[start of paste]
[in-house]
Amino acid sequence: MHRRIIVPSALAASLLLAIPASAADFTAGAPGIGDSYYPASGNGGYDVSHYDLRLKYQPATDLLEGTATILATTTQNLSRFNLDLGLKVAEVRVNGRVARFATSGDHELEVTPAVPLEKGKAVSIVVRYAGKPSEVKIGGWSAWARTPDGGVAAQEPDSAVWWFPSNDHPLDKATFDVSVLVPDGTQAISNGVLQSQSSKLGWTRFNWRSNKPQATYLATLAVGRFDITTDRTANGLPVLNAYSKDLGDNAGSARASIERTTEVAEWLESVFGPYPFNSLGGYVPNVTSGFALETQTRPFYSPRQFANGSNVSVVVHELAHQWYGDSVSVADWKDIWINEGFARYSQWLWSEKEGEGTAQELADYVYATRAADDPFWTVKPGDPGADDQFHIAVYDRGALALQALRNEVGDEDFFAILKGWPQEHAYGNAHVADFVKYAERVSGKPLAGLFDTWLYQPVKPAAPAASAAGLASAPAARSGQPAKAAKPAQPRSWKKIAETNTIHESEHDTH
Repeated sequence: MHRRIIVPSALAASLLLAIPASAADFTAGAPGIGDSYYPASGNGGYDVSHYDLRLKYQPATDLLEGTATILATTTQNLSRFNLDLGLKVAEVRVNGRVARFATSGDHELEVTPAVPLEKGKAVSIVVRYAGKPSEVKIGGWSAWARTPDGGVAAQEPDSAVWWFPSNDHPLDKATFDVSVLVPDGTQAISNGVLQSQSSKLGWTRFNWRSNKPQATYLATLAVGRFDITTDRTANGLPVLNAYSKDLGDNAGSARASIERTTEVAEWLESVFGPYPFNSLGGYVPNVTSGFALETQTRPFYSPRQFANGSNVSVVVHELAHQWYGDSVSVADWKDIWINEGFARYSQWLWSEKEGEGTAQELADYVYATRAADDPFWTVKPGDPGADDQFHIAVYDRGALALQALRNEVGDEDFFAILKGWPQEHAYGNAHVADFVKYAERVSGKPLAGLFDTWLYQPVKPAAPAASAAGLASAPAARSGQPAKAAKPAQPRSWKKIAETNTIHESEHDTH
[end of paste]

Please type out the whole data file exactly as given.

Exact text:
[in-house]
Amino acid sequence: MHRRIIVPSALAASLLLAIPASAADFTAGAPGIGDSYYPASGNGGYDVSHYDLRLKYQPATDLLEGTATILATTTQNLSRFNLDLGLKVAEVRVNGRVARFATSGDHELEVTPAVPLEKGKAVSIVVRYAGKPSEVKIGGWSAWARTPDGGVAAQEPDSAVWWFPSNDHPLDKATFDVSVLVPDGTQAISNGVLQSQSSKLGWTRFNWRSNKPQATYLATLAVGRFDITTDRTANGLPVLNAYSKDLGDNAGSARASIERTTEVAEWLESVFGPYPFNSLGGYVPNVTSGFALETQTRPFYSPRQFANGSNVSVVVHELAHQWYGDSVSVADWKDIWINEGFARYSQWLWSEKEGEGTAQELADYVYATRAADDPFWTVKPGDPGADDQFHIAVYDRGALALQALRNEVGDEDFFAILKGWPQEHAYGNAHVADFVKYAERVSGKPLAGLFDTWLYQPVKPAAPAASAAGLASAPAARSGQPAKAAKPAQPRSWKKIAETNTIHESEHDTH
Repeated sequence: MHRRIIVPSALAASLLLAIPASAADFTAGAPGIGDSYYPASGNGGYDVSHYDLRLKYQPATDLLEGTATILATTTQNLSRFNLDLGLKVAEVRVNGRVARFATSGDHELEVTPAVPLEKGKAVSIVVRYAGKPSEVKIGGWSAWARTPDGGVAAQEPDSAVWWFPSNDHPLDKATFDVSVLVPDGTQAISNGVLQSQSSKLGWTRFNWRSNKPQATYLATLAVGRFDITTDRTANGLPVLNAYSKDLGDNAGSARASIERTTEVAEWLESVFGPYPFNSLGGYVPNVTSGFALETQTRPFYSPRQFANGSNVSVVVHELAHQWYGDSVSVADWKDIWINEGFARYSQWLWSEKEGEGTAQELADYVYATRAADDPFWTVKPGDPGADDQFHIAVYDRGALALQALRNEVGDEDFFAILKGWPQEHAYGNAHVADFVKYAERVSGKPLAGLFDTWLYQPVKPAAPAASAAGLASAPAARSGQPAKAAKPAQPRSWKKIAETNTIHESEHDTH